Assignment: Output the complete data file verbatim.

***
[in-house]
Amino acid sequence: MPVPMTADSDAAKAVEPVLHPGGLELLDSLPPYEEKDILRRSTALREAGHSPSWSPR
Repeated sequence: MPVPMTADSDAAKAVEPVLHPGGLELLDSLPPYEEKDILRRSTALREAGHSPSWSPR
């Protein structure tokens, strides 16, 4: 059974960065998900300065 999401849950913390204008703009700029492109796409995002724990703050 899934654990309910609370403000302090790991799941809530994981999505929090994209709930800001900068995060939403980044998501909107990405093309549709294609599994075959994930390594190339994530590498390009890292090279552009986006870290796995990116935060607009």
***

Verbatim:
[in-house]
Amino acid sequence: MPVPMTADSDAAKAVEPVLHPGGLELLDSLPPYEEKDILRRSTALREAGHSPSWSPR
Repeated sequence: MPVPMTADSDAAKAVEPVLHPGGLELLDSLPPYEEKDILRRSTALREAGHSPSWSPR
């Protein structure tokens, strides 16, 4: 059974960065998900300065 999401849950913390204008703009700029492109796409995002724990703050 899934654990309910609370403000302090790991799941809530994981999505929090994209709930800001900068995060939403980044998501909107990405093309549709294609599994075959994930390594190339994530590498390009890292090279552009986006870290796995990116935060607009």